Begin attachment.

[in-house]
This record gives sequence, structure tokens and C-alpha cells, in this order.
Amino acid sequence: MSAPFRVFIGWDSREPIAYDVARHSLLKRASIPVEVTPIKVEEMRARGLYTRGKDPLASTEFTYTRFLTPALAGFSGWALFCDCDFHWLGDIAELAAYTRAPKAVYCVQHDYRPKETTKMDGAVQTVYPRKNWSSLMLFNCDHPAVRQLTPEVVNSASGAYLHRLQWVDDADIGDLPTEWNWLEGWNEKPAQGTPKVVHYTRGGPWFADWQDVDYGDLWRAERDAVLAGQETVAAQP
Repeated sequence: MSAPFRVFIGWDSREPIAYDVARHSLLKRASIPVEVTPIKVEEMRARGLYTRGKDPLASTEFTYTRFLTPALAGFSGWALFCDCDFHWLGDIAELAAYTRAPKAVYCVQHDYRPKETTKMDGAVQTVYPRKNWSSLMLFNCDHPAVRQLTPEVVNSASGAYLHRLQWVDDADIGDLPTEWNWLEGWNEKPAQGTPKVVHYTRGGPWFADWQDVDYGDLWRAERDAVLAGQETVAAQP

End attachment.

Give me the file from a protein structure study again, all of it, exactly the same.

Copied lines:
[in-house]
This record gives sequence, structure tokens and C-alpha cells, in this order.
Amino acid sequence: MSAPFRVFIGWDSREPIAYDVARHSLLKRASIPVEVTPIKVEEMRARGLYTRGKDPLASTEFTYTRFLTPALAGFSGWALFCDCDFHWLGDIAELAAYTRAPKAVYCVQHDYRPKETTKMDGAVQTVYPRKNWSSLMLFNCDHPAVRQLTPEVVNSASGAYLHRLQWVDDADIGDLPTEWNWLEGWNEKPAQGTPKVVHYTRGGPWFADWQDVDYGDLWRAERDAVLAGQETVAAQP
Repeated sequence: MSAPFRVFIGWDSREPIAYDVARHSLLKRASIPVEVTPIKVEEMRARGLYTRGKDPLASTEFTYTRFLTPALAGFSGWALFCDCDFHWLGDIAELAAYTRAPKAVYCVQHDYRPKETTKMDGAVQTVYPRKNWSSLMLFNCDHPAVRQLTPEVVNSASGAYLHRLQWVDDADIGDLPTEWNWLEGWNEKPAQGTPKVVHYTRGGPWFADWQDVDYGDLWRAERDAVLAGQETVAAQP